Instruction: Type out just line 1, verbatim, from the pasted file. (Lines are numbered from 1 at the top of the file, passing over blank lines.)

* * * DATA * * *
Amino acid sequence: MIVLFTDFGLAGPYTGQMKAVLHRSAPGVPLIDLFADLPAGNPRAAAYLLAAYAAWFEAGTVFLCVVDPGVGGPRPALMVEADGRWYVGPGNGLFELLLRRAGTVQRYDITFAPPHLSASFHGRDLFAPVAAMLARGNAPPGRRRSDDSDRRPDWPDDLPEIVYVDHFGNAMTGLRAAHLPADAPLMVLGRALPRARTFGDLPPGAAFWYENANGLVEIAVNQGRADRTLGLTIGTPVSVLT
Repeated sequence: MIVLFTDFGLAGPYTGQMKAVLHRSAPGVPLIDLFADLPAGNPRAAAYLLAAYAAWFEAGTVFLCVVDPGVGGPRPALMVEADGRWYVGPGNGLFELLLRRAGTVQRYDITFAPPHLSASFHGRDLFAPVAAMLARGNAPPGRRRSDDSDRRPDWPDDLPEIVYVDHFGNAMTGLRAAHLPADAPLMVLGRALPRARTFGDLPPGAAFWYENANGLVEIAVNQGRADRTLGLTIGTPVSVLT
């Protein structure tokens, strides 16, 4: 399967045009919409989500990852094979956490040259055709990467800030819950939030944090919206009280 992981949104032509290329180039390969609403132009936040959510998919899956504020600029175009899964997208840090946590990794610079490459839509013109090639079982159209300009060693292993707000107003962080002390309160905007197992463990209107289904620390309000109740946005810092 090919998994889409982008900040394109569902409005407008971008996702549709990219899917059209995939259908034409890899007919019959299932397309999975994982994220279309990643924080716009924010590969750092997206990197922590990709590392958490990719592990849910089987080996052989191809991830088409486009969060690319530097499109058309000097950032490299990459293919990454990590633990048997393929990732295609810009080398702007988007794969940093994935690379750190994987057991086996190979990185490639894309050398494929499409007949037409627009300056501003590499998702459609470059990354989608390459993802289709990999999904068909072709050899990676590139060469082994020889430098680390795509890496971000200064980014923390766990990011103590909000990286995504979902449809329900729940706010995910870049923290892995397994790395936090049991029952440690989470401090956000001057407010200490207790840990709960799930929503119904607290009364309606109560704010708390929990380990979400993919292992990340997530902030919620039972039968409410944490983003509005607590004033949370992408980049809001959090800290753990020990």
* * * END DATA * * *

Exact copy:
Amino acid sequence: MIVLFTDFGLAGPYTGQMKAVLHRSAPGVPLIDLFADLPAGNPRAAAYLLAAYAAWFEAGTVFLCVVDPGVGGPRPALMVEADGRWYVGPGNGLFELLLRRAGTVQRYDITFAPPHLSASFHGRDLFAPVAAMLARGNAPPGRRRSDDSDRRPDWPDDLPEIVYVDHFGNAMTGLRAAHLPADAPLMVLGRALPRARTFGDLPPGAAFWYENANGLVEIAVNQGRADRTLGLTIGTPVSVLT